Find out more
 
Workplace diversity leads to innovation.
Inclusive companies are 1.7 times more likely to be innovation leaders in their market. Source: Josh Bersin research
How lessons from gender equality in the Nordics can be applied to racial equality

Though equality for all is an ideal goal, reports continuously show us that issues within the spectrum of diversity, equity and inclusion (DEI) are still far from equal. Whilst systemic work on bringing about gender equality has made progress internationally over the last few years, from abortion rights to the #MeToo movement, we have not witnessed the same kind of concerted effort and progress on racial equality.

Read More
Malaysia: Government Steps Up Attacks on LGBT People

The Malaysian government should renounce a cabinet minister’s proposal to increase criminal penalties against lesbian, gay, bisexual, and transgender (LGBT) people, Human Rights Watch said today.

Read More

Vaccine hesitancy: what is behind the fears circulating in BAME communities?

Several national surveys suggest people from black, Asian and minority backgrounds are far more likely to reject having the Covid-19 vaccine than their white counterparts. Nazia Parveen and Annabel Sowemimo explain the root causes of this hesitancy

Read More
Iffy Onuora set to become Premier League's first head of equality, diversity and inclusion

Former Scottish professional footballer Iffy Onuora will take over EDI matters within the Premier League by supporting best practice at clubs; he will also help to lead and deliver EDI campaigns and programmes at the Premier League's external partners, including Stonewall and Kick It Out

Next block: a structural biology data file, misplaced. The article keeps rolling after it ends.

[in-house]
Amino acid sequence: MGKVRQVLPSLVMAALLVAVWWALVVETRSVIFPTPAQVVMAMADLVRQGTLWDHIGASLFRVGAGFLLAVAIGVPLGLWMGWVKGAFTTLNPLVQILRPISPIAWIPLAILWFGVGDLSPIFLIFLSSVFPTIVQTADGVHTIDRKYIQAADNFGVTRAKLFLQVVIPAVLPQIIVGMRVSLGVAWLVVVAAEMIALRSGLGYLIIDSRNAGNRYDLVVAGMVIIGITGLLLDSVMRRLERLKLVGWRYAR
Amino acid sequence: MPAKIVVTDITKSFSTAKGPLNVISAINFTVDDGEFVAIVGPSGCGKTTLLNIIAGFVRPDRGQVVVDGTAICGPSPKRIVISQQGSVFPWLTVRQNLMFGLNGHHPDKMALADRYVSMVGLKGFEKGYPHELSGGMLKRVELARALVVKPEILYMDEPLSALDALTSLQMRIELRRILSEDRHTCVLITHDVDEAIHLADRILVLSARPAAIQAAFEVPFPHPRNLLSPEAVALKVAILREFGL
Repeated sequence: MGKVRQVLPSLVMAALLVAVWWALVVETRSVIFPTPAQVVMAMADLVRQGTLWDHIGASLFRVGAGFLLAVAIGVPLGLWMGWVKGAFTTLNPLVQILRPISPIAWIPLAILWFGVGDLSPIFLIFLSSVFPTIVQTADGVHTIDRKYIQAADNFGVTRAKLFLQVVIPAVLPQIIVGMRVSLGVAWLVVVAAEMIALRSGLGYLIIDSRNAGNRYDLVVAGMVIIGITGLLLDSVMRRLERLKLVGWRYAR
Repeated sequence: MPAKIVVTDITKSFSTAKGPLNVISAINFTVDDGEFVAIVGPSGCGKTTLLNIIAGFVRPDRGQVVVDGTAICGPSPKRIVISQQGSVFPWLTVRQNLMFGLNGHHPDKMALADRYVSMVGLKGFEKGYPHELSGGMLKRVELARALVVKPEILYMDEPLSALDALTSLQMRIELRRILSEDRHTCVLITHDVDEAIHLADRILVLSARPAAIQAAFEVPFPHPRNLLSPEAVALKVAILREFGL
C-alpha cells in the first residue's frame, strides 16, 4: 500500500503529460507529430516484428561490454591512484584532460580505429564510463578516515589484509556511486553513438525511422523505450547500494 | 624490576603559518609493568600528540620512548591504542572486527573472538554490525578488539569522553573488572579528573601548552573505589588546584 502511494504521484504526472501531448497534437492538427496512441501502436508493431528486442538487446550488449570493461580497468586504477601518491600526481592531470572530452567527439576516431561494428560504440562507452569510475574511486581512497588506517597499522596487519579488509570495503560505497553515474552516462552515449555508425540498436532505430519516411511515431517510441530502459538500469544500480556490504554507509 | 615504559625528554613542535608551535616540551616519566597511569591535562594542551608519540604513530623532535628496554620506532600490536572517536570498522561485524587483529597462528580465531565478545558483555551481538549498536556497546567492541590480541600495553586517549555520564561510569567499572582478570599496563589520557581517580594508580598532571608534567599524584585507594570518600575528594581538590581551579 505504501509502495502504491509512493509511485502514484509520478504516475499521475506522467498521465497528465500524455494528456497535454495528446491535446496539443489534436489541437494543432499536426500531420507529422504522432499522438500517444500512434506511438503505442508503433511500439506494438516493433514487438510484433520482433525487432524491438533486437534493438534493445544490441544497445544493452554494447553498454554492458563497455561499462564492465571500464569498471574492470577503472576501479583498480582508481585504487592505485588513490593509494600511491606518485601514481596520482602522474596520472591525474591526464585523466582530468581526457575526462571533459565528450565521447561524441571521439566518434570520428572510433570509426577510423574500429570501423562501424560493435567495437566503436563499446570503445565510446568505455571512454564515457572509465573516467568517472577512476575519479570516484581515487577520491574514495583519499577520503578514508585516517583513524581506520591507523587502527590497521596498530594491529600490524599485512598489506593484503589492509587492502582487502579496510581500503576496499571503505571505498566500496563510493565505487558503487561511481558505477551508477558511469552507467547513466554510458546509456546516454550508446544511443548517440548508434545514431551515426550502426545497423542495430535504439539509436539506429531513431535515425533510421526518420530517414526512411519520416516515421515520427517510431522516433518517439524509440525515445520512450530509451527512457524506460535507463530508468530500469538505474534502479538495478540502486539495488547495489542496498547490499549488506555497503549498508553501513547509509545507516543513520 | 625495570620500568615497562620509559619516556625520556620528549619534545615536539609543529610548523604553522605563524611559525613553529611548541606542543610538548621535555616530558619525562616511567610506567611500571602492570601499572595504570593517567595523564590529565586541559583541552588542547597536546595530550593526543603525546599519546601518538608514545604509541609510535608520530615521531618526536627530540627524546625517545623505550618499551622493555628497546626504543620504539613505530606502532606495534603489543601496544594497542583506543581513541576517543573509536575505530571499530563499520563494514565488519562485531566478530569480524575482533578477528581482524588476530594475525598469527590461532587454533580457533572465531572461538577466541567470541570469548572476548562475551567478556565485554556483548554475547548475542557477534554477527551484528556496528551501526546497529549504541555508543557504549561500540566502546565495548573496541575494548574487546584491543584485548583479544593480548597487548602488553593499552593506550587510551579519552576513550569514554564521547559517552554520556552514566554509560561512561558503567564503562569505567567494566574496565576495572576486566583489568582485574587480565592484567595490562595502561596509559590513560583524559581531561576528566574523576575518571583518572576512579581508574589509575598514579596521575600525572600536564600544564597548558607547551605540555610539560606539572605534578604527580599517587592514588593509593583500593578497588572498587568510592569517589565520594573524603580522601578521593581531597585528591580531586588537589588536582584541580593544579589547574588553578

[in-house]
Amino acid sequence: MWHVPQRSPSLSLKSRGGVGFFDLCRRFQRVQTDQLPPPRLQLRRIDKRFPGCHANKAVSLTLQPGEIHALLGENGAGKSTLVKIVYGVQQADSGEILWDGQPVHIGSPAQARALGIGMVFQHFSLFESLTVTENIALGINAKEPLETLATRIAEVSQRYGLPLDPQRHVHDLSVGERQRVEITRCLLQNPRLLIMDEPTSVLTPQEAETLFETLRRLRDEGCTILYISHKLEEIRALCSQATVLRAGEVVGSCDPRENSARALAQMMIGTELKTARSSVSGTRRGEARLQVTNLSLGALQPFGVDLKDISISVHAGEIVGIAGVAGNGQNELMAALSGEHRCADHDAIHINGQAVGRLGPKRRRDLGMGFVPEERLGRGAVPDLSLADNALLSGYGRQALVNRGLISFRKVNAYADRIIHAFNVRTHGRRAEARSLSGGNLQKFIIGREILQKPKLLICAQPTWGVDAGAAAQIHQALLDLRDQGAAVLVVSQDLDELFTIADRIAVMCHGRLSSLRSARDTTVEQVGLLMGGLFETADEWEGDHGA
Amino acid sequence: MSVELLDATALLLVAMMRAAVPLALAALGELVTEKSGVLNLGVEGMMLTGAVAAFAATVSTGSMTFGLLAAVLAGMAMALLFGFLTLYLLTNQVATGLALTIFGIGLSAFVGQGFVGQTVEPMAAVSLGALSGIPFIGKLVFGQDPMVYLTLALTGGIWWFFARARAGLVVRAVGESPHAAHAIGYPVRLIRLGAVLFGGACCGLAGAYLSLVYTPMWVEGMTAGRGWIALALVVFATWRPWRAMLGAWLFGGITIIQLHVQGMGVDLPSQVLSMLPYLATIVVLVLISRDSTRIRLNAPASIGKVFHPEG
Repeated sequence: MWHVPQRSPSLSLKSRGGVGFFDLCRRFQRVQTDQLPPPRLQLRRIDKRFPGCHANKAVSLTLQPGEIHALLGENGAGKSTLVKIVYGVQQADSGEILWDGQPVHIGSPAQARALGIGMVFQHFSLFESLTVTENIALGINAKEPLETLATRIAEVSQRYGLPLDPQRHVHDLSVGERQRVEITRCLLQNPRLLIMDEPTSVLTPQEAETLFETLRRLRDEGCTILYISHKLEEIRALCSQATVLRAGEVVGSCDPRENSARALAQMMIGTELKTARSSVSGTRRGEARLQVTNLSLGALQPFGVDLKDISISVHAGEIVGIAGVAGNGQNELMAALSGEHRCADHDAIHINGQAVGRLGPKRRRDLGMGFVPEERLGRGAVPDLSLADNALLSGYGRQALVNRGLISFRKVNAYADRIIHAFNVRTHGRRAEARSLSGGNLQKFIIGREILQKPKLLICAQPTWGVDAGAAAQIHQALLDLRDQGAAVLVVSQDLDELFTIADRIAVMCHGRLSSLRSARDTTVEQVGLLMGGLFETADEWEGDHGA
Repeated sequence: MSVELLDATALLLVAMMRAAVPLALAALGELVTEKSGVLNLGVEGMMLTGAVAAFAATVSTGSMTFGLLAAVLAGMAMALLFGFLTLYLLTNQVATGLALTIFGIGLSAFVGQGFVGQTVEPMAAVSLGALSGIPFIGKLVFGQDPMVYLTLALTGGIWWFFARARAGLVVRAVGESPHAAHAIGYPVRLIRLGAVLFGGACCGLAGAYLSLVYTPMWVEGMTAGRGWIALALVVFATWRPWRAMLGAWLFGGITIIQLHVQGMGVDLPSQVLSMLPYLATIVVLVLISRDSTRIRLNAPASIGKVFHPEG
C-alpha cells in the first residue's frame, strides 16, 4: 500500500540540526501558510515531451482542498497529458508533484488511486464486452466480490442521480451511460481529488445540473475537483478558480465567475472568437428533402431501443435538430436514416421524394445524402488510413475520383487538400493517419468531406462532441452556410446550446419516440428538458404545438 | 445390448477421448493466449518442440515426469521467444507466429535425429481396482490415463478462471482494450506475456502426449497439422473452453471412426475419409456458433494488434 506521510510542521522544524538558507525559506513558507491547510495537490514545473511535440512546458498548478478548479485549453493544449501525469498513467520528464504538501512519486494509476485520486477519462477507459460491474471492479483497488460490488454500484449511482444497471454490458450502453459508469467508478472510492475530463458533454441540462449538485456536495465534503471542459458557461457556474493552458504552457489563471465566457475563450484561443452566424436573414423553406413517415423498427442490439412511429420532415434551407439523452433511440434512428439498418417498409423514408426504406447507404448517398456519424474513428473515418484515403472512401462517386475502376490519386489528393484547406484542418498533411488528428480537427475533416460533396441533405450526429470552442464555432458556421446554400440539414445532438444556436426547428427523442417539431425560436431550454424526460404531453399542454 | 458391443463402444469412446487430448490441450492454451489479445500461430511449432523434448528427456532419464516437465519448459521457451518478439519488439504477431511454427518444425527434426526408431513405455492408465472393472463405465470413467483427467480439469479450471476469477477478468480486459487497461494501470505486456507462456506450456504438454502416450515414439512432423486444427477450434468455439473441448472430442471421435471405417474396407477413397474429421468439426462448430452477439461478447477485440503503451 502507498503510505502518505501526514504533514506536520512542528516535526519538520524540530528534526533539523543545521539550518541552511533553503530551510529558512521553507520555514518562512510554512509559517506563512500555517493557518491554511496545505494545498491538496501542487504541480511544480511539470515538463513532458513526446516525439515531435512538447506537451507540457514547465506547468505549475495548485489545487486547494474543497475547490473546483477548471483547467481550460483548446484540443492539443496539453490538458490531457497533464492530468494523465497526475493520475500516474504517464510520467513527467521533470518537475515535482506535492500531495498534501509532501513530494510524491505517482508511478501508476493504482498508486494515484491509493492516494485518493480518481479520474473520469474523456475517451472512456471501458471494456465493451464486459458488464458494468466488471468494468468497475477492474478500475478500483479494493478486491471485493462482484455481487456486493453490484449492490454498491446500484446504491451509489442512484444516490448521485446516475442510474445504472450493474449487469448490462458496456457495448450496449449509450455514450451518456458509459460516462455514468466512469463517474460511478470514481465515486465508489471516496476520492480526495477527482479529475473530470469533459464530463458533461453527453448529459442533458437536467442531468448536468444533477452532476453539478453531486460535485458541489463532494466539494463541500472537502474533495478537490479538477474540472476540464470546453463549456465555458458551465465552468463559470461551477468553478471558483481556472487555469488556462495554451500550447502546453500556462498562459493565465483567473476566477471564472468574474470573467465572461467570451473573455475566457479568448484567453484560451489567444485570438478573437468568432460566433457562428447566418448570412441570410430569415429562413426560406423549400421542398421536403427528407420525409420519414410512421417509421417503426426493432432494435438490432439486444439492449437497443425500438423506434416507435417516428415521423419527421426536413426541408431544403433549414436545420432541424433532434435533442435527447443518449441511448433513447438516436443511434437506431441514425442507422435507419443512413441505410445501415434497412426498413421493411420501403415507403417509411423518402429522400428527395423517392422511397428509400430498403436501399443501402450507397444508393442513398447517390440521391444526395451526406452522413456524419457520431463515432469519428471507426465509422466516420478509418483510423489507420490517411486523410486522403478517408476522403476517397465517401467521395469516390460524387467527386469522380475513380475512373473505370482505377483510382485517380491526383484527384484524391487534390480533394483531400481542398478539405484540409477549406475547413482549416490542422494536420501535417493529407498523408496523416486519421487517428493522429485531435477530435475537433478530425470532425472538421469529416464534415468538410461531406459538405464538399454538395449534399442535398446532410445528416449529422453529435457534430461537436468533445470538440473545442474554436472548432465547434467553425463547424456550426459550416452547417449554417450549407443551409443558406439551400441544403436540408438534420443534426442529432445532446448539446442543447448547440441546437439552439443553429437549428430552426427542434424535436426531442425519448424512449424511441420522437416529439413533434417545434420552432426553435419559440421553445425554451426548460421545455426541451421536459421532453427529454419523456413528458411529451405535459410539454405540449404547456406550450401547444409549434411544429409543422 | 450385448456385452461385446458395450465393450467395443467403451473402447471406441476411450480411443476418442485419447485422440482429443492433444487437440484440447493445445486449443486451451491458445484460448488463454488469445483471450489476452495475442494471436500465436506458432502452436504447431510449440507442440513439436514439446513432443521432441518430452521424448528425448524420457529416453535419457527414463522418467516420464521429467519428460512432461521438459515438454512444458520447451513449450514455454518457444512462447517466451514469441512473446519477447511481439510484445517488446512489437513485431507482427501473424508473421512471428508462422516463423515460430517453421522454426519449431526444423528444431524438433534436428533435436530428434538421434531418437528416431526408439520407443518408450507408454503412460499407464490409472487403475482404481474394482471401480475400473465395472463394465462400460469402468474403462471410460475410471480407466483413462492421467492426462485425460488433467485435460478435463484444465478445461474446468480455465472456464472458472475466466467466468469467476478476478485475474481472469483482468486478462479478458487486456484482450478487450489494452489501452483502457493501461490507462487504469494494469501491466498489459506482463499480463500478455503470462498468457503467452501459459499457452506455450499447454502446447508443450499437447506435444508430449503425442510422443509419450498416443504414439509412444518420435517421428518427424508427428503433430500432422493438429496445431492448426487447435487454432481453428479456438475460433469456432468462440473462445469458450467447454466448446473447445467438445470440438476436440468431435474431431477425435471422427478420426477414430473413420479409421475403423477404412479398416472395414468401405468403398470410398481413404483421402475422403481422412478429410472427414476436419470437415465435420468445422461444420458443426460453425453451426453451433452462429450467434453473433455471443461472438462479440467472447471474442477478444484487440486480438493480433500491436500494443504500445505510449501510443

Read More
Targeted: The Truth about Disabilty Hate Crime

A film about the routine aggression and abuse faced by disabled people in today's Britain, from verbal name-calling to violent physical attacks. Featuring a wide range of testimony from survivors.

IEDP accreditation dates
If you join the IEDP, or are already a member, you can apply for our accreditation process. You have plenty of time to apply for the next round, as the closing date for expressions of interest is 17 February. You would need to confirm and pay the fee by 17 February for submission by 13 Feburary. Further details on the accreditation page of our website.
Contact us

The Institute of Equality and Diversity Professionals
2 Old College Court, 29 Priory Street, Ware, Hertfordshire, SG12 0DE      

tel:     0844 482 7263
fax:     0844 8225 215
email: info@iedp.org.uk 
web:  www.iedp.org.uk
And finally...

We hope you enjoyed reading this newsletter and would welcome any feedback or suggestions about how we could improve it for the benefit of our members. If you have any ideas for future editions or would be interested in writing an item for the next issue please contact the IEDP office on: info@iedp.org.uk 

The deadline for contributions to the next issue is 15 February 2021. Please circulate this newsletter to anyone who may be interested in our work or who may wish to join the Institute.